In our democracy, the principle of free expression is almost universally accepted. Yet, competing political groups identify expression as power and therefore try to control it. Words and language are political weapons and groups seek to influence whether and how those weapons are deployed.
Naturally, amid intense partisan battles over free speech, Americans feel confused and likely frustrated. Things change quickly. Established expressions are questioned, reinterpreted, and sometimes eliminated. New vocabulary is championed by one side and challenged by the other.
Many people respond by self-censoring. While a sensible reaction to an uncertain, volatile, and potentially explosive political climate, it’s nevertheless a troubling outcome. After all, the architects of our Constitution believed freedom of expression so important they enshrined it in the 1st Amendment.
Let’s consider the extent of self-censorship.
Yes, I am afraid to share my views
The percentage of Americans that self-censor is high and on the rise. Recent surveys show nearly two-thirds of Americans – 62% say the political climate prevents them from saying things they believe because others might find it offensive. Sixty-two percent!
The overall numbers are alarming, majorities of Democrats, Independents and Republicans perceive the political climate as an obstacle to free expression. Clearly, people are anxious, and prolonged self-suppression cannot be a good thing – especially for a country founded on liberty.
In addition, while fears cross partisan lines, a significantly higher percentage of Independents and Republicans feel they cannot express themselves. The strong partisan polarization and harsh rhetoric now common among elected officials likely amplifies the perceived strength and hostility of opposition opinion. Republicans appears most sensitive to these dynamics.
The pattern looks similar for political ideology. At least a majority of every ideological classification – except strong Liberals, self-censor. The most shocking numbers are again on the Right side of the political spectrum – among conservative and very conservative people.
Without question, political expression divides Republican and Democrat, Liberal and Conservative. But equally true, a remarkably high percentage of all partisan/ideological categories self-censor.
The phenomenon is in fact spread broadly across demographics groups. Strong majorities of men (65%), women (59%), wealthy (60%), poor (58%), young (55%), old (66%), Latinos (65%), and Whites (64%) agree that the political climate prevents expression of their beliefs.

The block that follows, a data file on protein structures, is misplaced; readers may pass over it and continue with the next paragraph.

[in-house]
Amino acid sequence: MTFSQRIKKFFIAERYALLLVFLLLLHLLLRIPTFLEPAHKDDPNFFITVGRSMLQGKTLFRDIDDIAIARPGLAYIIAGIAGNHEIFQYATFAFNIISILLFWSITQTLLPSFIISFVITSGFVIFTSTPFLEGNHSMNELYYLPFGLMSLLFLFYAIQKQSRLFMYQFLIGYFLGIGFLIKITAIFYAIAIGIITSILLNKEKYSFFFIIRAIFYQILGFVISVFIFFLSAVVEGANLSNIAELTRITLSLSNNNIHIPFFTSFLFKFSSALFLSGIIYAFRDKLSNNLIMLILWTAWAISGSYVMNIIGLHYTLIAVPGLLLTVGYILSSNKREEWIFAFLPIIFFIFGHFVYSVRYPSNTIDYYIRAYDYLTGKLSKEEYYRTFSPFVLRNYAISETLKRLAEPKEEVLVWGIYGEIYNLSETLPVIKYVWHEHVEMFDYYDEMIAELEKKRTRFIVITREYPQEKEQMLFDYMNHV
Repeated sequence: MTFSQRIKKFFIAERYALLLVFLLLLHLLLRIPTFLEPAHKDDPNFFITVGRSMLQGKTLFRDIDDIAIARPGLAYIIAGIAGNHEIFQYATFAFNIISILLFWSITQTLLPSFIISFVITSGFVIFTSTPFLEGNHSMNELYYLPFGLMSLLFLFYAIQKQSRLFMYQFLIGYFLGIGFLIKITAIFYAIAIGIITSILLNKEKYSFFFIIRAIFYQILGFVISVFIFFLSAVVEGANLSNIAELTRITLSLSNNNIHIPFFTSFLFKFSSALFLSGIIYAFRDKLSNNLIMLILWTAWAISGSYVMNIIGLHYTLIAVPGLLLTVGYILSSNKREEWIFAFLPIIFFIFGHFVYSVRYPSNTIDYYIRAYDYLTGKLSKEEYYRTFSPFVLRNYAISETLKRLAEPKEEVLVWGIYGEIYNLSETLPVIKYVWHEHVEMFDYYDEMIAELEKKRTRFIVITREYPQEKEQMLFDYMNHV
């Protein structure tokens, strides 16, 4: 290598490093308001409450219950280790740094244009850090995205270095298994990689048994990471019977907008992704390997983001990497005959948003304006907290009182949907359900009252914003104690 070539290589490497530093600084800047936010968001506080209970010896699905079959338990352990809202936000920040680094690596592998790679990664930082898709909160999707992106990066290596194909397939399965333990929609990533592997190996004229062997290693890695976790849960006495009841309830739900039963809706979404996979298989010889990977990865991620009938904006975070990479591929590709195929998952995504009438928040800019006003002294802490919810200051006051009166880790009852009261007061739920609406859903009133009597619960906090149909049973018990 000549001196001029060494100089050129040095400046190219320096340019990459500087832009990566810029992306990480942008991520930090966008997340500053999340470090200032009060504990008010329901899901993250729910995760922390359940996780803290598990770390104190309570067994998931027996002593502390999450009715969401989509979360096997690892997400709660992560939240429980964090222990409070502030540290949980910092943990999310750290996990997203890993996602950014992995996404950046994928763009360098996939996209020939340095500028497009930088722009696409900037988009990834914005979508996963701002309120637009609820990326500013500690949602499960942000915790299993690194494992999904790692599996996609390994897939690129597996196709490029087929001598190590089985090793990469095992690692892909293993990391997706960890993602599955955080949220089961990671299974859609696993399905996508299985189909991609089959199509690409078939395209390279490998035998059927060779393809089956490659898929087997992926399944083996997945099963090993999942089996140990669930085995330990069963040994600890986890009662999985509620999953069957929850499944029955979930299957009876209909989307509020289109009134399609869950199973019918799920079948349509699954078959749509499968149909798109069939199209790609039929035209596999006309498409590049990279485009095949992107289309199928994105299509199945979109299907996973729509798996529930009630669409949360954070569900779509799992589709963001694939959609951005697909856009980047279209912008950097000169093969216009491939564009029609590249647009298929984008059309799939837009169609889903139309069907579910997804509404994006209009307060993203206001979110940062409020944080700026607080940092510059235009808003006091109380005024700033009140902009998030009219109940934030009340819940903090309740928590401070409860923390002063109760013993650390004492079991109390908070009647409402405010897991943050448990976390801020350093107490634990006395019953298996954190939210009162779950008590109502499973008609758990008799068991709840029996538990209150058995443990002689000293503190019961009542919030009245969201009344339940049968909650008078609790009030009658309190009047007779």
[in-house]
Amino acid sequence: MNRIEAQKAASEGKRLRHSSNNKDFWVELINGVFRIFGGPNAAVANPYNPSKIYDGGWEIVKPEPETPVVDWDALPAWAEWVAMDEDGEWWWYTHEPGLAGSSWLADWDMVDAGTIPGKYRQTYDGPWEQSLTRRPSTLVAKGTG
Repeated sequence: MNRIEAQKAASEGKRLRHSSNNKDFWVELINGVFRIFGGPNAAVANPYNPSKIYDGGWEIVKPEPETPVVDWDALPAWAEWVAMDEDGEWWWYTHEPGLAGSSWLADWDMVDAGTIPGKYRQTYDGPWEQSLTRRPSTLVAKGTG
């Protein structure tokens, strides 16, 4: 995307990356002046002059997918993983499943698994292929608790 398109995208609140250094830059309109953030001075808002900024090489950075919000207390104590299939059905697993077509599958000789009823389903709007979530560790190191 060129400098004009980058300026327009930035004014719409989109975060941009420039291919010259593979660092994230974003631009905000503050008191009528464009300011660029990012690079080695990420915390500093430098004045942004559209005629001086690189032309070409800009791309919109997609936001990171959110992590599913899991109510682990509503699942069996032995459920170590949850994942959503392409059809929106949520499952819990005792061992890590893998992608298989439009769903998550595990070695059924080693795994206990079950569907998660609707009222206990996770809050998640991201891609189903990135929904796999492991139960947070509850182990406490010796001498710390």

On the rise
Fortunately, the Cato Institute asked this same question 3 years ago. At that time, 58% felt the political climate prevented them from saying things they believed. Thus, overall, more people today feel reluctant to express their views.
The increase occurs among Democrats (+6%), Independents (+1%) and Republicans (+4). In addition, the changes across ideological groups is striking. Strong liberals increased the most, rising 12% points. The share of moderates grew by 7 points and conservatives rose as well from 70% to 77%. Strong conservatives are the only group that exhibited modest change.
Three implications standout. First, because self-censorship appears broadly across demographic and political groups, this implies moderate as well as extreme beliefs are being withheld. It is not necessarily radical ideologues or extreme partisans unwilling to share beliefs, but rather middle of the road Americans. Paradoxically, centrists believe their political views would not be well received.
And, perhaps they are correct. Given the extraordinary political climate, partisans may treat any view outside their own as offensive. In other words, “You’re either with us, or against us”
Second, the comparatively low percentage of Democrats and Liberals self-censoring suggests they may feel more strongly about their beliefs than other groups. If so, they calculate the “risk” of offending others much differently – prioritizing speech over social considerations. In any event, the Left’s willingness to speak out and the Right’s reluctance demonstrates an important disparity in public discourse.
Third, the comparatively high percentages of Republicans and Conservatives that self-censor may signal a misreading of the political climate, perceiving significant political and social distances from others that may not be true.
Or, alternatively, Republican and Conservative perceptions of the political climate may be accurate. Trump’s approval ratings are modest and evening newscasts of his administration’s handling of the pandemic and economy are overwhelmingly negative. Moreover, a Harvard University study found the negative coverage began in the first 100 days of the Trump presidency, setting new standards for unfavorable press coverage of a president. Accordingly, there is much information in the political climate that may discourage Republicans and Conservatives from expressing their views.
Related, the partisan and ideological imbalance in self-censoring renews a wider debate about the so-called shy Trump voter or the “silent majority”. Because comparatively more Conservatives and Republicans are self-censoring, does that mean Trump’s support is understated? There is significant evidence that dispels this theory, though it does not consider the data here.
Finally, despite the fact that free expression receives broad public support and strong constitutional protections, the growing number of Americans that feel they cannot discuss their beliefs suggests free expression is an ideal that we have yet to reach.
Look for Part 2 next week.
 There are likely a number of other reasons that help explain differences between conservatives and liberal’s assessment of the political climate.